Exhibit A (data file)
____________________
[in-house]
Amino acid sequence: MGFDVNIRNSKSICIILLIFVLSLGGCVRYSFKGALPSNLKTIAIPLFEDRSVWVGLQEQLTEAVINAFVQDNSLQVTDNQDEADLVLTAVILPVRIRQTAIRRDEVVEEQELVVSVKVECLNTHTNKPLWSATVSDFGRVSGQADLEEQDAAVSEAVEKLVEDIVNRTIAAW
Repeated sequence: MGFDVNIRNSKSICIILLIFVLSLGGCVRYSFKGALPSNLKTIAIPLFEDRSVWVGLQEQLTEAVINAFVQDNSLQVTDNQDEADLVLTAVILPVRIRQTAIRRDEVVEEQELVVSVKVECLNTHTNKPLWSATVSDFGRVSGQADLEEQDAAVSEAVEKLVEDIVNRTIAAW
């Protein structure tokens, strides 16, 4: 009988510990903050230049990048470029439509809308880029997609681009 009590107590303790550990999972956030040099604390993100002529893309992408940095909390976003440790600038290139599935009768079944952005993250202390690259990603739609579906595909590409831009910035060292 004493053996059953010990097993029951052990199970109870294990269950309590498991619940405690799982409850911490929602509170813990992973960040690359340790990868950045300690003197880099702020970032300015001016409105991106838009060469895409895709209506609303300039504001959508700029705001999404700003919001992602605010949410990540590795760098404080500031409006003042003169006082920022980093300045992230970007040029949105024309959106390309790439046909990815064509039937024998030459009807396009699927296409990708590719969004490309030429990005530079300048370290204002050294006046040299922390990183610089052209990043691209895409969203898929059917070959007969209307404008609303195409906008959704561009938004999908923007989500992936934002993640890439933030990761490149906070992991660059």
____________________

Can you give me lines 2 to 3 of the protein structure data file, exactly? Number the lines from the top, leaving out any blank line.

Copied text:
Amino acid sequence: MGFDVNIRNSKSICIILLIFVLSLGGCVRYSFKGALPSNLKTIAIPLFEDRSVWVGLQEQLTEAVINAFVQDNSLQVTDNQDEADLVLTAVILPVRIRQTAIRRDEVVEEQELVVSVKVECLNTHTNKPLWSATVSDFGRVSGQADLEEQDAAVSEAVEKLVEDIVNRTIAAW
Repeated sequence: MGFDVNIRNSKSICIILLIFVLSLGGCVRYSFKGALPSNLKTIAIPLFEDRSVWVGLQEQLTEAVINAFVQDNSLQVTDNQDEADLVLTAVILPVRIRQTAIRRDEVVEEQELVVSVKVECLNTHTNKPLWSATVSDFGRVSGQADLEEQDAAVSEAVEKLVEDIVNRTIAAW